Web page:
Three Types of Whole-House Fans
4,500 to 6,900 cfm
($200 to $450)
Because they’re the most affordable and widely available, large-diameter fans are still a good solution for homeowners living in warmer regions. These fans cost less up front, but installation may be more difficult. Moving a joist in order to frame out a box for the fan, or installing additional attic venting might wind up costing more than the fan itself. Another disadvantage is that during the winter, the vented opening works like an open window, giving warm moist air an easy path out and into your attic. To prevent heat loss, you’ll need to build an insulated box to cover your fan during the off-season.
1,000 to 1,700 cfm
($525 to $769)
If you live in an area with frequent cold snaps, you’ll want a fan that holds in the heat when it’s not in use. Door fans come with insulated (R-22 or R-38) panels that open every time you turn the fans on. This feature not only helps during winter months but also keeps heat out during the summer when you’re running your AC. These models don’t move as much air as standard fans, but they tend to run quieter, so they can be run all night. Like standard fans, these units are usually installed in a hallway, but some smaller models are specially designed to fit in between or around existing trusses or joists to make installation easier.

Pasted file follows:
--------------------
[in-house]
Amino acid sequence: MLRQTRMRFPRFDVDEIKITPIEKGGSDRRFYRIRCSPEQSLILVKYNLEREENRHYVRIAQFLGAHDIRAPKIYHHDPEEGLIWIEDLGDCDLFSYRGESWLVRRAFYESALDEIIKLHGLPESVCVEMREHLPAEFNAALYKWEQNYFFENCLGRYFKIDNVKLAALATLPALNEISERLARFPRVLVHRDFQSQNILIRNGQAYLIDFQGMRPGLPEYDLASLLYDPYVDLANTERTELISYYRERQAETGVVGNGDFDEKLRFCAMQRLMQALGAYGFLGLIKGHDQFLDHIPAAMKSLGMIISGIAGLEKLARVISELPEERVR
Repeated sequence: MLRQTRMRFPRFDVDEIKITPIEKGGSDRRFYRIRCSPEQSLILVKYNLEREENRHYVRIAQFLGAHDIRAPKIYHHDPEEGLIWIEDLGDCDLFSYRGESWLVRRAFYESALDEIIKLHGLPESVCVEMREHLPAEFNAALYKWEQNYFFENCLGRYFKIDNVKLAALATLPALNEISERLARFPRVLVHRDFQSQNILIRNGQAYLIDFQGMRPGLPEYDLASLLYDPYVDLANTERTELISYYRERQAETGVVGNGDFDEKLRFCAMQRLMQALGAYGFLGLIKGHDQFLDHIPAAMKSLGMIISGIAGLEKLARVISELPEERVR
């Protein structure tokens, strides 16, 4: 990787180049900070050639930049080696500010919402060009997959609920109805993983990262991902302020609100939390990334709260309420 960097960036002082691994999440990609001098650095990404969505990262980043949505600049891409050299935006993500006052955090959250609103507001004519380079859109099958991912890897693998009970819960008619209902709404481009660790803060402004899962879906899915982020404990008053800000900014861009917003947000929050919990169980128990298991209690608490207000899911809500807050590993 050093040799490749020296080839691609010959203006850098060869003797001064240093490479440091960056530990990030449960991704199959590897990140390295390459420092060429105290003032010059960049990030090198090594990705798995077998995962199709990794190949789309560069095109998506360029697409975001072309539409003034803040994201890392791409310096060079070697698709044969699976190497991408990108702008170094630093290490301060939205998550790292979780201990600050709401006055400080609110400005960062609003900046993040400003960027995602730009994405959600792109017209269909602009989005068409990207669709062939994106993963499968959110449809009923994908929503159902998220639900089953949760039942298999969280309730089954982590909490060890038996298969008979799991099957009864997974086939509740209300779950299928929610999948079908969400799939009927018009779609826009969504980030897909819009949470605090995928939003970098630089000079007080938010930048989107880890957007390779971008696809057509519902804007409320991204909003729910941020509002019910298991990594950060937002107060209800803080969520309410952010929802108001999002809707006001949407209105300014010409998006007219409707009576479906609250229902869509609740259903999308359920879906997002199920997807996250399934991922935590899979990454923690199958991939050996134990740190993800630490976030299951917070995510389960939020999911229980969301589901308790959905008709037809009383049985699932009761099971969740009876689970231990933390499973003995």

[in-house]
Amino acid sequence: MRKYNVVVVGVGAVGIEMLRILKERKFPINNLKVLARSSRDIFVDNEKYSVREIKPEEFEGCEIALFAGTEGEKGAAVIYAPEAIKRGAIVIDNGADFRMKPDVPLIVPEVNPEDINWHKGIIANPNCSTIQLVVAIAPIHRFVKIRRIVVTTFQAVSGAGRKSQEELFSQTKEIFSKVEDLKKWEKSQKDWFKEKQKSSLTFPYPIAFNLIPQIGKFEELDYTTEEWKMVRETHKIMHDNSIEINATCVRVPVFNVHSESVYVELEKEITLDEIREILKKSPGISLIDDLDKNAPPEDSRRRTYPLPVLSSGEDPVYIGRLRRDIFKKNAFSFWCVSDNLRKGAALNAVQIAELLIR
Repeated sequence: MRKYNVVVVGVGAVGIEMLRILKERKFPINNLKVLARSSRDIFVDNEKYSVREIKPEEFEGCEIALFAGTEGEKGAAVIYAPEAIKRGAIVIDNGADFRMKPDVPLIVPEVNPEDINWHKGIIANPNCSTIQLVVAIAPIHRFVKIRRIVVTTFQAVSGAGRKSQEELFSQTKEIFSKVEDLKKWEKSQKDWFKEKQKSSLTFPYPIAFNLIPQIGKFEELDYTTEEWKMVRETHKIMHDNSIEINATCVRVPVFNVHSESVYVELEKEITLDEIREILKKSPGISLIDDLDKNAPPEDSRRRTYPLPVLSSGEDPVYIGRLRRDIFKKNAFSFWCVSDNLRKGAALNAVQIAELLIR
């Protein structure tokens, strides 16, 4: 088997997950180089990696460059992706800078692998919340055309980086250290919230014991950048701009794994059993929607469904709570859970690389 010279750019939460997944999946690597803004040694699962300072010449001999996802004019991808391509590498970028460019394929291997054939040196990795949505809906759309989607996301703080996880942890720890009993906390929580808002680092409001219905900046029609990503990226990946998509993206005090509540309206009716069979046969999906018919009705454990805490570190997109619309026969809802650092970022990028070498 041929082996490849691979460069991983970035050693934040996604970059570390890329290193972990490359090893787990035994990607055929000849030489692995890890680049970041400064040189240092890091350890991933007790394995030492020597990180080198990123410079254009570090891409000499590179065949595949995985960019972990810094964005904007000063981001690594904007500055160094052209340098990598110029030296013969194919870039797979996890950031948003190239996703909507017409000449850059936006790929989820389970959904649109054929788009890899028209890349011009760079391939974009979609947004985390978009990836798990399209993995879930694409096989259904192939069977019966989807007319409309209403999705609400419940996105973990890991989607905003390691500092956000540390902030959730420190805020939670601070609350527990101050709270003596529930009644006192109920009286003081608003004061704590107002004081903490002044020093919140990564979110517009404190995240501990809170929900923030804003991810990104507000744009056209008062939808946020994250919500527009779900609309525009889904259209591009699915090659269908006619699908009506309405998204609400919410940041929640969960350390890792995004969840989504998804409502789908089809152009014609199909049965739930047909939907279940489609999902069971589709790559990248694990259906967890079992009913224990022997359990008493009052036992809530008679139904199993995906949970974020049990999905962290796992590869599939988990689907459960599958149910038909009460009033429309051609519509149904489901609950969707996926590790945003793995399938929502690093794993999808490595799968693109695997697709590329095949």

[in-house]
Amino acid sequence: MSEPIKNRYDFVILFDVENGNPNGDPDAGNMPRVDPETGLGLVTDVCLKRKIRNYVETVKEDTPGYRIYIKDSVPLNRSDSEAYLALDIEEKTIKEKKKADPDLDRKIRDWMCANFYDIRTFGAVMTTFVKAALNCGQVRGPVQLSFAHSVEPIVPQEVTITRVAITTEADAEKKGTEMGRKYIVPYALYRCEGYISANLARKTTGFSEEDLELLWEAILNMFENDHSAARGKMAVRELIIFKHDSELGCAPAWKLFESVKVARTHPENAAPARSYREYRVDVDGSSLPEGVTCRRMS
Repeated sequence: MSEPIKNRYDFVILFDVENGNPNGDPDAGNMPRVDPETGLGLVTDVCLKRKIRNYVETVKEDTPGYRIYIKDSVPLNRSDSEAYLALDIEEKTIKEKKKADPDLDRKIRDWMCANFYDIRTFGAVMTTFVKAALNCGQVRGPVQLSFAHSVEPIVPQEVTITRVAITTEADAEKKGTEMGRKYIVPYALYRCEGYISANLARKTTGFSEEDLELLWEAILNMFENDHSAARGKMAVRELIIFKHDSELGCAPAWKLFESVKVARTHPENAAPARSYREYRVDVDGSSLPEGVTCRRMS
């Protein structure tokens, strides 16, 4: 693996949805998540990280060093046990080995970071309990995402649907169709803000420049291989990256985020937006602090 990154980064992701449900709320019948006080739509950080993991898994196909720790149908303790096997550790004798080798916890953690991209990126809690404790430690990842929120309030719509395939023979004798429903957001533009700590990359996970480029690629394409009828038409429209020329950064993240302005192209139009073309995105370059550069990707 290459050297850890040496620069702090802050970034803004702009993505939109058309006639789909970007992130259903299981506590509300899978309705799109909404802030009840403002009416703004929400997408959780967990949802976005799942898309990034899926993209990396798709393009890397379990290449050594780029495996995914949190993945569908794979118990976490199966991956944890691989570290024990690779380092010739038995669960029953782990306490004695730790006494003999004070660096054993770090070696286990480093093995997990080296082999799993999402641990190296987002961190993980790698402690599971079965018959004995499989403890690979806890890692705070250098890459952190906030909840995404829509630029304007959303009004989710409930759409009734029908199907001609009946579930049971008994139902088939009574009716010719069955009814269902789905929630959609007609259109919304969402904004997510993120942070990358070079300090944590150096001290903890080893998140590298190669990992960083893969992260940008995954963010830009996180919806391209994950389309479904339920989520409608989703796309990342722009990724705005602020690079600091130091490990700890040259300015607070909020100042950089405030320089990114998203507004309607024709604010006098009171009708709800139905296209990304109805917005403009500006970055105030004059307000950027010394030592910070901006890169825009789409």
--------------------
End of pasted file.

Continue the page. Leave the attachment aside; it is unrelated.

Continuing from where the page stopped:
1,500 cfm (about $235)
Fan/insulated duct units don’t move as much air as standard fans, but by investing in one fan per bedroom, you can provide a breeze effect in the room(s) you most want to cool. The small intake port is not only less obtrusive than the large louvered panels needed with other fans but also easier to install. (A flexible duct connects the intake port to the fan.) Like insulated door fans, inline fans have damper doors within them that prevent warm air from leaking out in winter.